Freedom of expression is a fundamental human right.
Freedom of expression is a fundamental human right. Article 19 of the Universal Declaration of Human Rights states that “everyone has the right to freedom of opinion and expression; this right includes freedom to hold opinions without interference and to seek, receive and impart information and ideas through any media and regardless of frontiers.”
These rights, which “must be respected when exercised in real space, also must be respected when exercised in cyberspace. Fundamental rights do not change with new technologies,” said Christopher Midura, Counselor for Public Affairs at the OSCE Human Dimension Seminar on Media Freedom Legal Frameworks in Warsaw, May 13-15.
Nonetheless, as Secretary of State John Kerry said, “even as technology increases the possibilities for innovative expression online, the space for free media is shrinking.”
According to Freedom House, a non-governmental organization that advocates for democracy and human rights, a number of governments have responded to user-generated on-line content by passing laws that stifle on-line speech, and mete out often severe penalties for their violation.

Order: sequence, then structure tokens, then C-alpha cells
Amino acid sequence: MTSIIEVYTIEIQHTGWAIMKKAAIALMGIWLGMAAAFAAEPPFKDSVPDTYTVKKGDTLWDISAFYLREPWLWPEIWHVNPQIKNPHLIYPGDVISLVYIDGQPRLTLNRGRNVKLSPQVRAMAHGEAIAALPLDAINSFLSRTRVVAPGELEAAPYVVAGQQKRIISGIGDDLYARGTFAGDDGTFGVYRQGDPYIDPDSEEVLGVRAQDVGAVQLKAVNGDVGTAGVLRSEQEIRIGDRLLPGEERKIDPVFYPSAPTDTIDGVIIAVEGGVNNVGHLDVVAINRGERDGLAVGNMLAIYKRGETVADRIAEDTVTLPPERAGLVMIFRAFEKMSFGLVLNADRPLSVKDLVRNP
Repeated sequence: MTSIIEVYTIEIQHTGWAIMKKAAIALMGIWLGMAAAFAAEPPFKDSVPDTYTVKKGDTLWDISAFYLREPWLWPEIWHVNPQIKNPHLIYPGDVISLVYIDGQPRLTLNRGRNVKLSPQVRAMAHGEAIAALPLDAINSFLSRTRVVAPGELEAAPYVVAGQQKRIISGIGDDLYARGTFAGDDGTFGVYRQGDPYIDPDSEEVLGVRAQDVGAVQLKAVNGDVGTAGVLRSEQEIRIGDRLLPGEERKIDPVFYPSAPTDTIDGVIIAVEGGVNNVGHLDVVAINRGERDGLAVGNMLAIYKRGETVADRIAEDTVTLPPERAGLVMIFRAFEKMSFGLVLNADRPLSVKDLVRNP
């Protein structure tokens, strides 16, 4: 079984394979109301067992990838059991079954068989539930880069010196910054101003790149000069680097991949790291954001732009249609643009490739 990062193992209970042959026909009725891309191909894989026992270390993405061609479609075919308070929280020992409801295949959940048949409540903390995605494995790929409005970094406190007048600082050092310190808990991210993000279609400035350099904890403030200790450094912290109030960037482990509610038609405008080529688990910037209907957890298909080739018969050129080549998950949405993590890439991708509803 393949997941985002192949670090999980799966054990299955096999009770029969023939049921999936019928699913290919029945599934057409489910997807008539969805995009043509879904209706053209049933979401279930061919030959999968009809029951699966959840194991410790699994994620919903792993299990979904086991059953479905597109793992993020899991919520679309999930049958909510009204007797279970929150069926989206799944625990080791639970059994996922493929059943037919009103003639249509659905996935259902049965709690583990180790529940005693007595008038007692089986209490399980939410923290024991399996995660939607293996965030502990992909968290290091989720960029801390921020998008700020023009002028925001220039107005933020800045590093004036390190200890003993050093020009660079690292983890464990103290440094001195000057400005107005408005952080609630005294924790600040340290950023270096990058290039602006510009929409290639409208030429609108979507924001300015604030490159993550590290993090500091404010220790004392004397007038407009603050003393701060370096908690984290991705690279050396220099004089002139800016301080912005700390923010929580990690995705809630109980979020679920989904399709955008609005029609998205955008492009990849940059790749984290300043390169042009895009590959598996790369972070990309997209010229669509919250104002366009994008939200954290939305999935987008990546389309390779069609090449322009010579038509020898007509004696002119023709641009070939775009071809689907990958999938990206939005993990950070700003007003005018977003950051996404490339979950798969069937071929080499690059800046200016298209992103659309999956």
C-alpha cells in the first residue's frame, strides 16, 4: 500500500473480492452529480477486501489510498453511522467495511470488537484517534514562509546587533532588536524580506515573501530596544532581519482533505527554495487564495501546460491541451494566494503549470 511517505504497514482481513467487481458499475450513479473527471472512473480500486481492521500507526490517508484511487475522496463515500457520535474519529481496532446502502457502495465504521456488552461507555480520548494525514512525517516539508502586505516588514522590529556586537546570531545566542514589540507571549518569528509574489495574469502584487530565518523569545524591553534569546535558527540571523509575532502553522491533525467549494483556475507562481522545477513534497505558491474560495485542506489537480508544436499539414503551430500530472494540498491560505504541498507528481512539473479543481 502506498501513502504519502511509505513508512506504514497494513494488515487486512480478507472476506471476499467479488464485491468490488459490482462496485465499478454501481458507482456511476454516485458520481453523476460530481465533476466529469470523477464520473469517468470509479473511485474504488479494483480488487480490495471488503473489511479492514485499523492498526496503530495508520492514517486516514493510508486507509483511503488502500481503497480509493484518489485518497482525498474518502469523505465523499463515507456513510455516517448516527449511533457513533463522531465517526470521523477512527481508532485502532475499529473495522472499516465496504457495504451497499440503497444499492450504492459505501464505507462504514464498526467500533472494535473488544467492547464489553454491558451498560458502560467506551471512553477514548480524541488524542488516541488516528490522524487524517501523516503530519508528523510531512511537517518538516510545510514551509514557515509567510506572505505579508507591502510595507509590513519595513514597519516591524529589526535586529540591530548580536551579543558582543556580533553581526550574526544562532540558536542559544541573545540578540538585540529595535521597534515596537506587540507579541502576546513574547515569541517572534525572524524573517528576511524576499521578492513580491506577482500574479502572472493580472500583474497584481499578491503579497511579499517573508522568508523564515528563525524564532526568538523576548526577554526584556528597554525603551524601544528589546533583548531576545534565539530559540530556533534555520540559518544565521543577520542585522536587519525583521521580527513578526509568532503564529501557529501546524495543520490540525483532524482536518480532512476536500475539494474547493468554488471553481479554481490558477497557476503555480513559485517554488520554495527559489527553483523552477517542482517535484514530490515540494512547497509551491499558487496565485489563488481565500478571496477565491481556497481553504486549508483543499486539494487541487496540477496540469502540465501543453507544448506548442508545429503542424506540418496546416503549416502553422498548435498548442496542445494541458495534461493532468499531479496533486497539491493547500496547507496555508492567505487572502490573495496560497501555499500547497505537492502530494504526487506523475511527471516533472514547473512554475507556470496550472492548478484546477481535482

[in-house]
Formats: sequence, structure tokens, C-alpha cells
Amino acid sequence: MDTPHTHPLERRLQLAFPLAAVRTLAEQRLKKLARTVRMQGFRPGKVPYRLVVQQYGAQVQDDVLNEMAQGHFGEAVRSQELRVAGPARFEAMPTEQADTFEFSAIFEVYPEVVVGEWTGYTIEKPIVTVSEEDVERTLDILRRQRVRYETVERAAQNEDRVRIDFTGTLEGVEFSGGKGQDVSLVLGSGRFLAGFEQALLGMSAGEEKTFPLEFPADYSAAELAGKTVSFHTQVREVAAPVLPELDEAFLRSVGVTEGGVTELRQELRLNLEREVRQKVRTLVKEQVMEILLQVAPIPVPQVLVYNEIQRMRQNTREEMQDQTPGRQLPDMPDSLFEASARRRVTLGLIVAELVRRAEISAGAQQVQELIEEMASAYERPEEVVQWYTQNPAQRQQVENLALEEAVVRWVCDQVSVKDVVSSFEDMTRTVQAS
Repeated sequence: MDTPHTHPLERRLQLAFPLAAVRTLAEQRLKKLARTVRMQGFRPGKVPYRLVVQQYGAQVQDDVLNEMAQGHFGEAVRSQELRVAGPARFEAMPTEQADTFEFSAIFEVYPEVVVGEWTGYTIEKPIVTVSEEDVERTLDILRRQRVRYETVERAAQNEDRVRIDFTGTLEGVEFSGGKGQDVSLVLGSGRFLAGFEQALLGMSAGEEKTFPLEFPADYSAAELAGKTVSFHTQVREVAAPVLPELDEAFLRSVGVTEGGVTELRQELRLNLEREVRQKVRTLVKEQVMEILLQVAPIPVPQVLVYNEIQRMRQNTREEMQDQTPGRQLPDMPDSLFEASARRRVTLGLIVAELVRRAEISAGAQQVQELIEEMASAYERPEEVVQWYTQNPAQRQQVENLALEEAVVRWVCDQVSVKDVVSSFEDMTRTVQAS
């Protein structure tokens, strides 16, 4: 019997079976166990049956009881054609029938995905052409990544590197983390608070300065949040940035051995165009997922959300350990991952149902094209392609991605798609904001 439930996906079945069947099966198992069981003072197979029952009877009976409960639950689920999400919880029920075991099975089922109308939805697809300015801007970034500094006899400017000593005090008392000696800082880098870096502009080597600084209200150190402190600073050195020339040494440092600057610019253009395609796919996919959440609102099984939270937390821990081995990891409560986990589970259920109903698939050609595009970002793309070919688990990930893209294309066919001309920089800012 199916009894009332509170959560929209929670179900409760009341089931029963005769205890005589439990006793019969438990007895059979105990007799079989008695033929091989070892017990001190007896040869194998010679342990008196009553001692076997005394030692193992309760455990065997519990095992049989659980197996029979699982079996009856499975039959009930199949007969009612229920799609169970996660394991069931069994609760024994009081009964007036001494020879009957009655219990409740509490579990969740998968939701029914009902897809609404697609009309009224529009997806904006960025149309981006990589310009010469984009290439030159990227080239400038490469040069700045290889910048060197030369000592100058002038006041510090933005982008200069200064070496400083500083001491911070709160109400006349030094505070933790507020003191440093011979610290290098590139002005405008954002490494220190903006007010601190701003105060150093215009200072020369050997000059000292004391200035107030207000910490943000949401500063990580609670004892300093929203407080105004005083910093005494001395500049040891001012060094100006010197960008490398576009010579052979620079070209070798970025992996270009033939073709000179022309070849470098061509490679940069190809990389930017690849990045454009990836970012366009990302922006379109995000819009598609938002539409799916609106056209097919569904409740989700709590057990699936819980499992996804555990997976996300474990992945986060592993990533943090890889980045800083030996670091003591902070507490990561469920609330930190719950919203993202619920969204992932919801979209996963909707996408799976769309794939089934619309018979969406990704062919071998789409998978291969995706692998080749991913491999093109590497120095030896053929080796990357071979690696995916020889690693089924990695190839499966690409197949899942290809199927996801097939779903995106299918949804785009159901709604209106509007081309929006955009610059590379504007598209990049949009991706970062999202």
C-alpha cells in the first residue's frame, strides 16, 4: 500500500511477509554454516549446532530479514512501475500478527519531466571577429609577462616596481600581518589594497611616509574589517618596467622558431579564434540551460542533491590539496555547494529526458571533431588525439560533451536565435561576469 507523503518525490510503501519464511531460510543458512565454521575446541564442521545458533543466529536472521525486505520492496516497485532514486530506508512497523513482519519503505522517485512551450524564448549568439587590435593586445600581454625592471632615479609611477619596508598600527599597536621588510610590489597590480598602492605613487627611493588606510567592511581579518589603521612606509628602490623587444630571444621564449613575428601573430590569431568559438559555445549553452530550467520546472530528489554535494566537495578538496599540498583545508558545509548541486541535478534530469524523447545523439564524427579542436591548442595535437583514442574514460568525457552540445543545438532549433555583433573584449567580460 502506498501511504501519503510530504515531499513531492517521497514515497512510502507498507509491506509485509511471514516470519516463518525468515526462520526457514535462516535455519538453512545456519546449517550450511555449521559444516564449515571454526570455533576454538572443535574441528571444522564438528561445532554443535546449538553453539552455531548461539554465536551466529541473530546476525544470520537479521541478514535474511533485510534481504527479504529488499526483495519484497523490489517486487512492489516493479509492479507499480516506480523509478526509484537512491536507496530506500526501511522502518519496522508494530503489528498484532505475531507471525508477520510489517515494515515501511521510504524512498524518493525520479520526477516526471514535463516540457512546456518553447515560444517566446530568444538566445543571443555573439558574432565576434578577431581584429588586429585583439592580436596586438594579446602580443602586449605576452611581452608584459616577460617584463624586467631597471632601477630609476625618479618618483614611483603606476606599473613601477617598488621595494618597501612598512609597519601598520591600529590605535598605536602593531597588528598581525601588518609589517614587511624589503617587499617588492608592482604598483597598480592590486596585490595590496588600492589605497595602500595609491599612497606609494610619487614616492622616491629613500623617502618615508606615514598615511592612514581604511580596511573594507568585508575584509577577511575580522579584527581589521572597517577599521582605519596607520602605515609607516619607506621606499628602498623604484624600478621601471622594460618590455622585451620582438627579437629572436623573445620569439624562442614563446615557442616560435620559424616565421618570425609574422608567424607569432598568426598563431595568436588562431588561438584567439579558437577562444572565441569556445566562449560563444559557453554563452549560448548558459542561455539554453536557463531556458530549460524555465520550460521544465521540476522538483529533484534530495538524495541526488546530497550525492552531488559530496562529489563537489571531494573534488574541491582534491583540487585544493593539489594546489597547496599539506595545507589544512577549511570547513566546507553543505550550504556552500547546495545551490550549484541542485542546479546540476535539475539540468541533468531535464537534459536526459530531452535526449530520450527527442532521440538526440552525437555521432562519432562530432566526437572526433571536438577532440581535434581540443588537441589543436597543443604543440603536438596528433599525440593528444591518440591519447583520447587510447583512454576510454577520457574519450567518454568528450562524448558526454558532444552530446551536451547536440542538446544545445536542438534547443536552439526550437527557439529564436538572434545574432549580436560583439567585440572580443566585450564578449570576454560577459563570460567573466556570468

So for example Russia, which decriminalized defamation in December 2011, recriminalized it in July 2012. Saudi Arabia now requires that news websites and websites that carry video or audio register with the government. Any website with content regarding Sri Lanka must be registered and accredited by the government. And the Chinese government tightened controls over popular domestic micro blogging platforms and pressured key firms to more stringently censor political content and to register their users’ real names. Other governments have considered China as a model for their own new internet controls. In all, since 2011, 19 countries passed laws that negatively impact internet freedom.
“The extent to which participating States respect freedom of expression, facilitate the freer and wider dissemination of information of all kinds, and strive to ensure the safety of journalists, demonstrates the value they place on a free and independent press, and on a vibrant democracy,” said Christopher Midura.
“Civil society and the media may not always tell us in government what we want to hear, but they tell us what we need to hear, and they must be able to do so without fear. Democracy is impossible without freedom of expression and an independent media.”